My Father at 90 Reveals His Birthday Wish
May every one of us find the joy in our lives that he and my mother have found in theirs
Before my father blew out the candles today on his 90th birthday cake, he stood slowly at the end of the living room.
He did not have notes, but he clearly had thought about what he wanted to say.
Great-grandchildren played on the Oriental rug. My sister and I watched with anticipation, our kids gathered round. My mother sat on her scootie next to the big yellow cake’s bright candles. Uncle Bert, 92, the widower of Mom’s sister Edna, sat next to Dad on the divan.
“I want to thank you all for coming to my birthday party,” my father said after we had sung “Happy Birthday” as Marie paraded his cake into the room.
Ninety happy years. The first 25 years I fell in love with Lois, and we created a wonderful family. In the following 40 years I spent in the business career, and then devoted the next 25 years to charity and to enjoying my growing family.
I want to tell you my wish.
My wish is that every one, every member of our family find the joy in your lives that Lois and I have found in ours.
After a round of applause, Dad sat down and said, “You’re not supposed to tell your wish.” The three candles were still burning, one each for past, present, and future.
My cousin Stuart, who had flown to Boston from Aspen for the party, noted that my father had earlier announced that 90 was officially old. “You can do what you want!” Stuart’s brother Jim, who lives in Lexington, Mass., added.
“That’s right, exactly,” Dad agreed. “Ninety is old. And wait till next year!”
With that he leaned in toward the cake, took in a big breath, and extinguished the candles with a forceful exhale.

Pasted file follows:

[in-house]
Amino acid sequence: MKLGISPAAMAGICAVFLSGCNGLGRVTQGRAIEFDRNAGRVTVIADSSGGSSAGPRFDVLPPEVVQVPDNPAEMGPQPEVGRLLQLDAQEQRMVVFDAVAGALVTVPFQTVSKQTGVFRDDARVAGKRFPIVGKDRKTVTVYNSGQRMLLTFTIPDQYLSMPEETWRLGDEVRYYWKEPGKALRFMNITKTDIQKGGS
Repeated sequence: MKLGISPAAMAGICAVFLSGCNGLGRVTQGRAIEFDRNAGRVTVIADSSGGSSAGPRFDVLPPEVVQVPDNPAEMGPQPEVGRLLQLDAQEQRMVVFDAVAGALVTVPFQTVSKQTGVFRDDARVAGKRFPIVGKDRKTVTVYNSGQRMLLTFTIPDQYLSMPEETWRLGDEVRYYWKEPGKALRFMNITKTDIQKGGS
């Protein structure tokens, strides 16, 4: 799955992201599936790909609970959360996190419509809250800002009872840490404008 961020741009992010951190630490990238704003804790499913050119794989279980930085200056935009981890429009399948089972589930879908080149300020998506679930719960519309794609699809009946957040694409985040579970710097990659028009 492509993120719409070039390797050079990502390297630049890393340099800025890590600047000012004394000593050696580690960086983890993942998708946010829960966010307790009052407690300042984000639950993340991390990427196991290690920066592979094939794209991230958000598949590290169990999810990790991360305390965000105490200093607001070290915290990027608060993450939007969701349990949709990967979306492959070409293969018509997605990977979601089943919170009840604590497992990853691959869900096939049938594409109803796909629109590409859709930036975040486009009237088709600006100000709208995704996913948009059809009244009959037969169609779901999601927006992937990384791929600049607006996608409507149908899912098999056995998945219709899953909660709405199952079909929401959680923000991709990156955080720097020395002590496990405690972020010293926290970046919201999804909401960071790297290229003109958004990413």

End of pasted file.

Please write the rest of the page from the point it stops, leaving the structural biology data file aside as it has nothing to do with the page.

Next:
My niece Fran, cradling the youngest great-grandchild, her son Simon, led us in singing “For He’s a Jolly Good Fellow.” Those of us holding babies bounced them to the beat, and the rest of us kept time by clapping.
Before the birthday cake, there had been a brief entertainment program there in the living room.
Stuart, Jim, and their sister Gail from Vermont sang a song they’d written with their brothers Bruce and Andy, who weren’t able to attend in person. It was a cute number sung to the tune of a long-time family favorite, “Charlie on the M.T.A.”
I accompanied Fran on guitar as she sang a stirring rendition of “Sunny Side of the Street,” which over the years has been a sort of theme song for my father. We all know him as an eternal optimist, so the lyrics fit him to perfection.
Grab your coat and get your hat. / Leave your worries on the doorstep. / Just direct your feet / to the sunny side of the street.
I have been working on the chords to the song daily for the past month, with help from my Cambridge guitar teacher. Fran and I practiced together several times during the week before the party.
If I never had a cent / I’d be as rich as Rockefeller. / Gold dust at my feet / on the sunny side of the street.
“That was better than Benny Goodman,” Dad said when we finished — high praise from a music lover who grew up in the Big Band Era.
My sister Stephanie stood in the middle of the room for a moving recitation of 1 Corinthians 13, the New Testament chapter on love. Her partner Tim read a Robert Service poem. And we all sang “The Wheels on the Bus Go Round and Round.”
I am glad Dad broke tradition by sharing his birthday wish today.
As he stood in the most beautiful room of his and my mother’s home, filled with four generations of family — new babies, toddlers, growing children, grown children, adults young and old — he seemed to speak to each one of us individually.
May every member of this family find the joy in our lives. That was this remarkable man’s wish for us today.
And wait till next year!